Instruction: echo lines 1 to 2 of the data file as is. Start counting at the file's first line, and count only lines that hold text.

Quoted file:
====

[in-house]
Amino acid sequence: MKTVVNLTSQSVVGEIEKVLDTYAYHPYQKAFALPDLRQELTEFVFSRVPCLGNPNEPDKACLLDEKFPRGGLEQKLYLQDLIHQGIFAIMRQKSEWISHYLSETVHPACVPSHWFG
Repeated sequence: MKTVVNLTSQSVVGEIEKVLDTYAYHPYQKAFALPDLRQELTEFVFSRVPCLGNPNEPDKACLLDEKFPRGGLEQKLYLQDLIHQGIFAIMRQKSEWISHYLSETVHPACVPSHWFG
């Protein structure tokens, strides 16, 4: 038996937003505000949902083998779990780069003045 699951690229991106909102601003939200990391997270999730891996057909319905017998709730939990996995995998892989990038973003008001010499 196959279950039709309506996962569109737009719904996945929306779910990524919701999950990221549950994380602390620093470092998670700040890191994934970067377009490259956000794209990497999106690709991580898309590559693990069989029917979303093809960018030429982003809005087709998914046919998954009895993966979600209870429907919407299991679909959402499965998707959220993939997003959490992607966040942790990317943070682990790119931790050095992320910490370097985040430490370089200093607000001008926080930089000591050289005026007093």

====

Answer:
[in-house]
Amino acid sequence: MKTVVNLTSQSVVGEIEKVLDTYAYHPYQKAFALPDLRQELTEFVFSRVPCLGNPNEPDKACLLDEKFPRGGLEQKLYLQDLIHQGIFAIMRQKSEWISHYLSETVHPACVPSHWFG